New Kind of Glass that is Harder than Diamonds Created by Researchers

New Kind of Glass that is Harder than Diamonds Created by Researchers

There is a reason we use diamonds as a criterion of hardness. The glittering gemstones contain about 70 gigapascals (GPA) of the highest confirmed Vickers hardness (VH) of any natural material and are also named after the Greek word “indomitable”. Okay, we’re afraid it won’t cut it anymore. Chinese scientists have created a new carbon called AM-III and it is the hardest and most powerful amorphous material known to date.

With a VH of 113 GPA, it is literally tougher than diamonds – and almost stronger. “The materials exhibit outstanding mechanical properties comparable to crystal diamonds, and the hardness and strength of AM-III surpass any known amorphous material,” the researchers explained in their study, published last week in the journal National Science Review. “The emergence of this type of ultrahard, ultrastrong, semiconductor [amorphous] carbon material offers excellent candidates for practical application to most candidates.”

Diamond has a lot of its extraordinary strength and durability due to its highly regular structure – it consists of only a single carbon atom arranged in a tetrahedral structure. Therefore, you can expect that the new even stronger elements will have a similar structure but you will be completely wrong. The team discovered the AM-III buckyballs (a cage of connected0 connected carbon atoms arranged like a soccer ball) until they broke, creating a formless element – this is what AM means in AM-III.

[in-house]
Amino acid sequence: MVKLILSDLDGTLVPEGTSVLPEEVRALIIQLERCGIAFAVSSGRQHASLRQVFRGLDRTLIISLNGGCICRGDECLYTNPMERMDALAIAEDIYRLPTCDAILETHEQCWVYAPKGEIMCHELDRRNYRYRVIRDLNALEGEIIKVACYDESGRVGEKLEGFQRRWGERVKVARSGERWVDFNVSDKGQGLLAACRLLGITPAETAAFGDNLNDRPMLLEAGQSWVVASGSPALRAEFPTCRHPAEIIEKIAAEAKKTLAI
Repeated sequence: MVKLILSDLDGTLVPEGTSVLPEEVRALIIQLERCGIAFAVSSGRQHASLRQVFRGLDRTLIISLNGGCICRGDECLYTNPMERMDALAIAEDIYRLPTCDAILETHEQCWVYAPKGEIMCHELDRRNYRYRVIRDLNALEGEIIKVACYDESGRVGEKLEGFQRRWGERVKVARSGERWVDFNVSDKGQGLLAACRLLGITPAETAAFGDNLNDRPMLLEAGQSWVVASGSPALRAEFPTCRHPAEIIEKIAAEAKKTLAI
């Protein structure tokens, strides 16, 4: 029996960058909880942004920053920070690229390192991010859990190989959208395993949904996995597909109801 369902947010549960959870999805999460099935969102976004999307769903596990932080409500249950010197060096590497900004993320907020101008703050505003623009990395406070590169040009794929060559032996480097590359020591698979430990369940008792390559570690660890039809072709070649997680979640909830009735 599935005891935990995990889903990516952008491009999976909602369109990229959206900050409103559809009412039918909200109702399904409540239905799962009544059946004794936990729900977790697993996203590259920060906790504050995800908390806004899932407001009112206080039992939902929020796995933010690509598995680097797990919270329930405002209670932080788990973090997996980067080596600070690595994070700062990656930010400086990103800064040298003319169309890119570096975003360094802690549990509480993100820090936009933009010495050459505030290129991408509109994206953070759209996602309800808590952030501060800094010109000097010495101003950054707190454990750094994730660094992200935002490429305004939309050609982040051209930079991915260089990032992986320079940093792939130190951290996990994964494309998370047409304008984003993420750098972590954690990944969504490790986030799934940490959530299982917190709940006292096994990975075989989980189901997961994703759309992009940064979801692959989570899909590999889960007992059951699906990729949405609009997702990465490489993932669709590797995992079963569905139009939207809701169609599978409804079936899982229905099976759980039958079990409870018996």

It makes it look like a diamond – it’s actually like glass. You may have heard that glass is actually liquid. It’s not, but it’s not exactly hard either: it’s another of these strangely formless solids. What this means is, for glass and for AM-III, there is no long-term order of molecular structure molecules are not as chaotic as you would see in liquids, but they are also not regular and you order as a solid find.

This means that you end up with an element that is rigid in every practical sense, but whose molecules can actually rotate over time – albeit really, really, really long time. One of the many proposed applications of AM-III uses this glass-like quality directly: it has been suggested that the new material could be used to make bulletproof windows that are 20 to 100 times stiffer than current technology.